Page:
Report: New York Knicks Want to Purchase 2014 NBA Draft Pick

Jim CavanContributor IMay 14, 2014

NEW YORK, NY - MARCH 18: Phil Jackson addresses the media during his introductory press conference as President of the New York Knicks at Madison Square Garden on March 18, 2014 in New York City.  (Photo by Maddie Meyer/Getty Images)
Maddie Meyer/Getty Images

One of the ongoing jokes of the 2013-14 NBA season was how the New York Knicks—by virtue of some of the most boneheaded late-game decisions in the history of sports—had authored an absolute masterpiece of lottery-pick tanking.

All the while having no idea that they didn’t, in fact, have a draft pick.

That’s what made it funny, you see.

Of course, The Knicks weren't actually tanking. They knew they'd long ago jettisoned their 2014 pick in the 2011 deal to bring Carmelo Anthony to the Big Apple.

They were just really, really bad.

But that’s not stopping owner James Dolan from trying to dig deep into his Cablevision coffers in an attempt to reel in a second-rounder. Per the New York Post's Marc Berman:

The Chicago pre-draft combine begins Thursday, but head coaches don’t always attend. The Knicks don’t have a first- or second-round pick, but will look to buy one at the end of the draft. Phil Jackson is expected to go to Chicago.

Purchasing second-rounders is actually a pretty common practice. In fact, the Knicks tried to do it last year, to no avail (per Berman).

New York was, however, able to procure a pick from the New Orleans Hornets in the 2011 draft. The result: the selection of Josh Harrellson, nicknamed “Jorts” for his propensity for wearing jean shorts, a fad popular with the neolithic peoples of modern-day Denmark and brought screaming into the 21st century by the one-time University of Kentucky forward.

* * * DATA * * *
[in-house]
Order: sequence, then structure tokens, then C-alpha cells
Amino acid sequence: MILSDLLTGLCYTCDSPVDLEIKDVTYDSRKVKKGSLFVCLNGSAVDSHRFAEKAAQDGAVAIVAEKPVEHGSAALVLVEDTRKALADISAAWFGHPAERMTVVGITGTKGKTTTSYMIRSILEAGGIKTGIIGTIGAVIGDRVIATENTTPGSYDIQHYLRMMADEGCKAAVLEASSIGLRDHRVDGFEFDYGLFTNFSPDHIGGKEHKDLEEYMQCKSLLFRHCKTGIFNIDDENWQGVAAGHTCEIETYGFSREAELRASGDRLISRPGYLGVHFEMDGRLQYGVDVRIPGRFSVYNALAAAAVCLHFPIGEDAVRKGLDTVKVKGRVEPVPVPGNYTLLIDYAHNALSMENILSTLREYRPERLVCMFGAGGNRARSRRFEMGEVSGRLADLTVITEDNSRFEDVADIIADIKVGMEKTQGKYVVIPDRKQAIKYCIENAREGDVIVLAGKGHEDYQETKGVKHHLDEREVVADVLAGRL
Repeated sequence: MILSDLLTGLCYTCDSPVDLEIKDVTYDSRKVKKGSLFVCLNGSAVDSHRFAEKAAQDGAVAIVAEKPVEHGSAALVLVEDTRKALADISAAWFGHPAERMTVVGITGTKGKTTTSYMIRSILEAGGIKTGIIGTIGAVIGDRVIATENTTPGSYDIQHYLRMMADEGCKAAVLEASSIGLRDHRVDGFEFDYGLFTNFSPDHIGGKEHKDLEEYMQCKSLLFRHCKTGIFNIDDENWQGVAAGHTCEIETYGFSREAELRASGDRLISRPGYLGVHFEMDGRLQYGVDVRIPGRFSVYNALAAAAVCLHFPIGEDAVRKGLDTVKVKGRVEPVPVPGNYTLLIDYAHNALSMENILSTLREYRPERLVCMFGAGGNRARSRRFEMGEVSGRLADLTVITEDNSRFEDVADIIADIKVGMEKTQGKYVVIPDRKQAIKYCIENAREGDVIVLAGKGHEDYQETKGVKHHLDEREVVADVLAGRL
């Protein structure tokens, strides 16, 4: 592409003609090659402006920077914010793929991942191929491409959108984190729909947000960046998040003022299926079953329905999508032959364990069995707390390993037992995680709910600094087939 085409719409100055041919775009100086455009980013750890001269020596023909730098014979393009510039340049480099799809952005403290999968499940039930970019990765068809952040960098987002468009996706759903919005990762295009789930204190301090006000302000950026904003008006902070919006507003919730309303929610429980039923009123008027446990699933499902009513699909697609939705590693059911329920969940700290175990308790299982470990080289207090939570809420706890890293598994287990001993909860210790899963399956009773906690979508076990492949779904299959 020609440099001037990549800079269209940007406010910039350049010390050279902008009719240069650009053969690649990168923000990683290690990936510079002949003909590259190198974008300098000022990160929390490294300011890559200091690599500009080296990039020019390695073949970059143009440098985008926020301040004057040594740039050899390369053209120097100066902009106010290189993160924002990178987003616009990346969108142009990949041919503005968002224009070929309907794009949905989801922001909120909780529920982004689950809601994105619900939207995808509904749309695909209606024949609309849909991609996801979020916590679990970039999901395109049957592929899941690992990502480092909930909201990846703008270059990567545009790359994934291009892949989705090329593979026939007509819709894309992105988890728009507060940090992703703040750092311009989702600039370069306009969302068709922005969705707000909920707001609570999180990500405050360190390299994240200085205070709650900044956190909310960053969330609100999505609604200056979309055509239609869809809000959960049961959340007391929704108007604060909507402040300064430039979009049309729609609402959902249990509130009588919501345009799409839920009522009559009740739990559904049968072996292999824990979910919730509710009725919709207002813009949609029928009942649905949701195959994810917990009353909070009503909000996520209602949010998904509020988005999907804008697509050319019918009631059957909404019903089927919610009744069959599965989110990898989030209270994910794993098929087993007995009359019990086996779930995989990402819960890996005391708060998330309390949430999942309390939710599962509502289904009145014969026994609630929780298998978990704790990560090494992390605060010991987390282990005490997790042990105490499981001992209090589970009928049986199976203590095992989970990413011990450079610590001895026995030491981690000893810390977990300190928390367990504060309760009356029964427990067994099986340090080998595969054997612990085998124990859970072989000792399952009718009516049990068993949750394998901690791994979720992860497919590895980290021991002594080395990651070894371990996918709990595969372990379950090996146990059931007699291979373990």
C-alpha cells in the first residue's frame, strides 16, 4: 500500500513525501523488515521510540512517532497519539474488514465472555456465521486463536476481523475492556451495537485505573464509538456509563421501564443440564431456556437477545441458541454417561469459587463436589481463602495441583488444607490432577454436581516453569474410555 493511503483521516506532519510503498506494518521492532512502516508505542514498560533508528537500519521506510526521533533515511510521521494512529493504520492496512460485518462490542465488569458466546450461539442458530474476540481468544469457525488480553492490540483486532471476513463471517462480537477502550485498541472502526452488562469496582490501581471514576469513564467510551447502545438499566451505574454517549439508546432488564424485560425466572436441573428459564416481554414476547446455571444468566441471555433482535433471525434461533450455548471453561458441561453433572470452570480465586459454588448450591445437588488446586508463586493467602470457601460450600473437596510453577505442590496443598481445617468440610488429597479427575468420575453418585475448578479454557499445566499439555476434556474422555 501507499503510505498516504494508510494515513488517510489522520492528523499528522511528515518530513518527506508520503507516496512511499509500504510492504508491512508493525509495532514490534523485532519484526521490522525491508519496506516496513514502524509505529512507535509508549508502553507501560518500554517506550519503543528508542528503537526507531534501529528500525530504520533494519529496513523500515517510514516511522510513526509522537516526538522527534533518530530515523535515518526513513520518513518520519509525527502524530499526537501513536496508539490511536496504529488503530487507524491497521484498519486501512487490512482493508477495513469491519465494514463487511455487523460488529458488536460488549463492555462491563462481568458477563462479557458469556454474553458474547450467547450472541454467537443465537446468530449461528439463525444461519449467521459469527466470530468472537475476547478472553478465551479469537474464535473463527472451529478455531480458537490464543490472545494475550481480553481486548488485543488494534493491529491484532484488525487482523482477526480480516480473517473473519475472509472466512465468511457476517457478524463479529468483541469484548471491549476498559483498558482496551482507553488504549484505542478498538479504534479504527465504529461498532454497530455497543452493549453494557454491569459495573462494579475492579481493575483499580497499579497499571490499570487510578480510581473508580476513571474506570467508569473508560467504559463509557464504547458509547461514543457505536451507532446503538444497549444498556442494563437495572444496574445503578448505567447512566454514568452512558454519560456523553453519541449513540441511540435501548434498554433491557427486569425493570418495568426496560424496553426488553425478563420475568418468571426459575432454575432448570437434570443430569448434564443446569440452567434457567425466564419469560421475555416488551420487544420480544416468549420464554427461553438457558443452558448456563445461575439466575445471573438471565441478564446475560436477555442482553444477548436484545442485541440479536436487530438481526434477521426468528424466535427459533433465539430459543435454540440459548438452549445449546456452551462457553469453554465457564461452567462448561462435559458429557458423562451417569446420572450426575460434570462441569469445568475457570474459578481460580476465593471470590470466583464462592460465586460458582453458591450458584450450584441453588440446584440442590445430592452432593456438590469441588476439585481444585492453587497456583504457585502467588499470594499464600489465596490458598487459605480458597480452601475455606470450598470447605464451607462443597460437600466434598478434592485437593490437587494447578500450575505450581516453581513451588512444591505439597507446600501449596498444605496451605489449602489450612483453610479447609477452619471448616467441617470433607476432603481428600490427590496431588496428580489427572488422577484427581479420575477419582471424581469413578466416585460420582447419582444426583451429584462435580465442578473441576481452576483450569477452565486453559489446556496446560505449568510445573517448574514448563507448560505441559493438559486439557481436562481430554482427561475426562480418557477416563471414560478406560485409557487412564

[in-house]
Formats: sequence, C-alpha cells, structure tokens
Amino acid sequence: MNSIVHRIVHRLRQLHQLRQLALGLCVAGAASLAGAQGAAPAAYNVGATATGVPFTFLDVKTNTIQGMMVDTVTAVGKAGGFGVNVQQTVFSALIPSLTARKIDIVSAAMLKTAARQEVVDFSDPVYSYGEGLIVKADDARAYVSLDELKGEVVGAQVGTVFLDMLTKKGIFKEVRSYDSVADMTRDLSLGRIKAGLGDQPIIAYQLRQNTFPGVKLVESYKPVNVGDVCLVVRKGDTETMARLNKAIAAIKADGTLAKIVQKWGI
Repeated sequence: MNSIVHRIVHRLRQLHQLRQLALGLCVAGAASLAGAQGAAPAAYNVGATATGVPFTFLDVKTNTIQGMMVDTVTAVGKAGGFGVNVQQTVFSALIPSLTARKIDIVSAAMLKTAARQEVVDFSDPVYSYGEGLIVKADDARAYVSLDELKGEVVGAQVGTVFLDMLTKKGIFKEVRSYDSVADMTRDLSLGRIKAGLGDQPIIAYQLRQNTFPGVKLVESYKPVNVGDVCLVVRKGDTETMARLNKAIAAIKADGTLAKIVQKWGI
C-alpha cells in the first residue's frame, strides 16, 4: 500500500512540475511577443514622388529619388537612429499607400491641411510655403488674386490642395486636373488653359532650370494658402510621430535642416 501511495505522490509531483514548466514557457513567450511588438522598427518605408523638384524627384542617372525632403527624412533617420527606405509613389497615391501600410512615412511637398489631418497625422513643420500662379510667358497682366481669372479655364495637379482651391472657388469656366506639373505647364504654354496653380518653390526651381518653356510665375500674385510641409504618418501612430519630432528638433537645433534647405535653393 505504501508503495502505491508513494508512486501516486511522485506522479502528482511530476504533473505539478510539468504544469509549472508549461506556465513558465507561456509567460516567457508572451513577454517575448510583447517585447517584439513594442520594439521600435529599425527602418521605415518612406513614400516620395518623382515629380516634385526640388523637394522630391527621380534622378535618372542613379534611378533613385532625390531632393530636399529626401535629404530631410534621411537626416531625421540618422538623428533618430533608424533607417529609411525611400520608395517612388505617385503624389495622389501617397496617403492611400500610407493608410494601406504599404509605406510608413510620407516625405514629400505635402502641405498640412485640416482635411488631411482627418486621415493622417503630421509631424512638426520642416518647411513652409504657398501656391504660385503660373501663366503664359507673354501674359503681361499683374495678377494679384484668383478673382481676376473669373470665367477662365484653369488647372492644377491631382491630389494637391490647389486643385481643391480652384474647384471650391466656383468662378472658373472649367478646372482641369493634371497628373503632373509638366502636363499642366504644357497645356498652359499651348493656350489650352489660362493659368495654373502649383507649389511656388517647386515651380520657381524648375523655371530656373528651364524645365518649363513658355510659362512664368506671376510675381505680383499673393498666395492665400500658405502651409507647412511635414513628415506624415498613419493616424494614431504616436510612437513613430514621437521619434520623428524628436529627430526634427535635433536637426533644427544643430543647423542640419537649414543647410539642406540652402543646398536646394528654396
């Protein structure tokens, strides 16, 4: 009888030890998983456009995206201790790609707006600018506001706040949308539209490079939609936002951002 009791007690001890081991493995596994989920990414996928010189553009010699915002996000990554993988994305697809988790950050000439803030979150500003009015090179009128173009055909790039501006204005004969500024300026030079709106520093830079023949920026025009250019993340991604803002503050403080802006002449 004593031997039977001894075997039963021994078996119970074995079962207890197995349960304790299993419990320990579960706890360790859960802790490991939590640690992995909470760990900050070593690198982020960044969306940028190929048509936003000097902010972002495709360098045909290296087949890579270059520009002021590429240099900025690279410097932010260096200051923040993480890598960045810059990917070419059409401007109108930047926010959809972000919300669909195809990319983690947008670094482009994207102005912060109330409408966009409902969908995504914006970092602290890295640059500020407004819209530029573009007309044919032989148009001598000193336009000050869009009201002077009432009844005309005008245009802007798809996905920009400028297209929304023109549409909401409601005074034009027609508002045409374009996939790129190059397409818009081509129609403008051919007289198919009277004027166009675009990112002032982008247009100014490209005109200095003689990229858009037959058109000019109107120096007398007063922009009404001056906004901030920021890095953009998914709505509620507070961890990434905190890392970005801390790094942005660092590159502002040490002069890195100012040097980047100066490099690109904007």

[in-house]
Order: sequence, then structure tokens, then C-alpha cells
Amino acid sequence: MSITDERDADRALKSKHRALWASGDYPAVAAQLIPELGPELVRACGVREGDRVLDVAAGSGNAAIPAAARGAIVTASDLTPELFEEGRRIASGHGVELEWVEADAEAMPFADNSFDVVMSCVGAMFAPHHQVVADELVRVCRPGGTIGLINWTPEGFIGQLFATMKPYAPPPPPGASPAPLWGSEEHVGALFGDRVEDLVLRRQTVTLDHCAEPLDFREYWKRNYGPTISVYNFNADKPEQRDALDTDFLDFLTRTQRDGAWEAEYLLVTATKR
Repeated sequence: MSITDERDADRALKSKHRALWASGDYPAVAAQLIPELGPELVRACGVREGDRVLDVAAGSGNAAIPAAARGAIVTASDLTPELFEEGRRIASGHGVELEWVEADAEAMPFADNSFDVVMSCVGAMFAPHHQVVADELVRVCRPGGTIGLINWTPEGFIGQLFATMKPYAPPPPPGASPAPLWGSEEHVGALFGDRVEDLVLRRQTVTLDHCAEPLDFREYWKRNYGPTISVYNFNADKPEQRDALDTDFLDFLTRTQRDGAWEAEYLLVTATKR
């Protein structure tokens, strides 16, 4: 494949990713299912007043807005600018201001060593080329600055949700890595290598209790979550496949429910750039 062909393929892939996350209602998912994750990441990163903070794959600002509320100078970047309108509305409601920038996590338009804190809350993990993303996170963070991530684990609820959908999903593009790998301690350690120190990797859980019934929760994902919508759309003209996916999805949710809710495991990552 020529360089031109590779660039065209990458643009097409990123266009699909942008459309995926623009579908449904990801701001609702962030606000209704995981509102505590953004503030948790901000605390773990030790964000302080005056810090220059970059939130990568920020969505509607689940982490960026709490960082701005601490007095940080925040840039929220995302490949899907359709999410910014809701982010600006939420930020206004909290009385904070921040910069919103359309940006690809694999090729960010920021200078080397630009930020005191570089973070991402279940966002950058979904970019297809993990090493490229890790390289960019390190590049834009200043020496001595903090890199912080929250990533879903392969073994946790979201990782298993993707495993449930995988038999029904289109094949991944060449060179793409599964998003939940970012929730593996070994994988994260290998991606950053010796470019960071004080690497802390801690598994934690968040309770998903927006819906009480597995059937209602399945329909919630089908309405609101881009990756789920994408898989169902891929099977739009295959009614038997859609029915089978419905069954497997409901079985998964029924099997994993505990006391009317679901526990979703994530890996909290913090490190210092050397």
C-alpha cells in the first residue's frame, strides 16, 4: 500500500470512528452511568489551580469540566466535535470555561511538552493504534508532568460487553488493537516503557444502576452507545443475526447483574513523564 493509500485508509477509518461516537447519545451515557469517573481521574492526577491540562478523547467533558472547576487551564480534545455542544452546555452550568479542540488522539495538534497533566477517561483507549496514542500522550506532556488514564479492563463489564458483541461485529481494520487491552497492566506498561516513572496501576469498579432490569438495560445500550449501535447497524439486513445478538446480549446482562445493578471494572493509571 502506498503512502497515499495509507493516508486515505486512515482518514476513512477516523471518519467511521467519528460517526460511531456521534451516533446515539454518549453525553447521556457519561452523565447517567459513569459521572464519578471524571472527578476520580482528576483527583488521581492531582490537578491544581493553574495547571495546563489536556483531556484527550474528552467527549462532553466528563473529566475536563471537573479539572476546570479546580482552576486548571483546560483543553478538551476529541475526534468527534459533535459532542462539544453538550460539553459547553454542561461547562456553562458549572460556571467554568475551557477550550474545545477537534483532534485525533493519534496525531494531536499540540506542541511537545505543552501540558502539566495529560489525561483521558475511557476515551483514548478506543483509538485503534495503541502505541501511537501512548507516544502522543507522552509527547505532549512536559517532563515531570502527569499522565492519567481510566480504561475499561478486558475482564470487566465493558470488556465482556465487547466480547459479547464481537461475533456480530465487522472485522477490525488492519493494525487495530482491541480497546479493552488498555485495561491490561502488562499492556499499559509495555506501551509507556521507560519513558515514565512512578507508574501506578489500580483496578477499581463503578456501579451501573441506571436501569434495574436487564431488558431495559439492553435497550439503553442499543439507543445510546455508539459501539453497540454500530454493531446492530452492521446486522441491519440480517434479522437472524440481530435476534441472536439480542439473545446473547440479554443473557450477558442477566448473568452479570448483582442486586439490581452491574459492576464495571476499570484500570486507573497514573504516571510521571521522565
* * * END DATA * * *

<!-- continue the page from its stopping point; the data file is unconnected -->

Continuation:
"Jorts" became something of a cult hero in New York. Less for his actual on-court play (which was solid, if unspectacular) than for this, which will never, ever get old.

This year’s draft, by comparison, offers the potential of a much deeper bounty.

For a team like the Knicks—over the salary cap and with little recourse for roster improvement—that kind of cheap asset can prove quite crucial.

As will the forthcoming free agency of Anthony, who is expected to officially opt out of the final year of his contract.

Phil Jackson, a friend and former coach of Kerr’s and New York’s newly minted president of basketball operations, has stated wanting to reach a new deal with the star small forward.

But, as Jackson recently told Peter Botte of the New York Daily News, his attention is much more focused on the big picture—a 30,000 foot view, we can only assume, that will include small-change maneuvers like bolstering New York’s currently barren stock of draft picks.

“I’m all about moving forward,” Jackson said. “Just deal with what is and move forward. If it’s in the cards, man, are we fortunate. If it’s not in the cards, man, are we fortunate. We’re going forward anyway.”

If you clicked through that first link, you probably caught wind of the bigger story: That the Knicks and Steve Kerr have yet to finalize an offer to bring the longtime TNT analyst and former general manager of the Phoenix Suns on board as New York’s newest head coach—although a deal is still being seen as imminent.

Once aboard the 'Bocker train, Kerr will most certainly have a say in how the Knicks parlay any theoretical second-round pick.

That's assuming they can even find a taker.

In such a loaded draft, it seems unlikely any team would want to bow out of a chance at a late-round steal. Chalk this up, then, to New York's effort to show fans they're actually trying to do something to bolster its team's almost non-existent youth factor.

Should they somehow land one, though, let’s just say it shouldn’t be that difficult top their past performances in that department.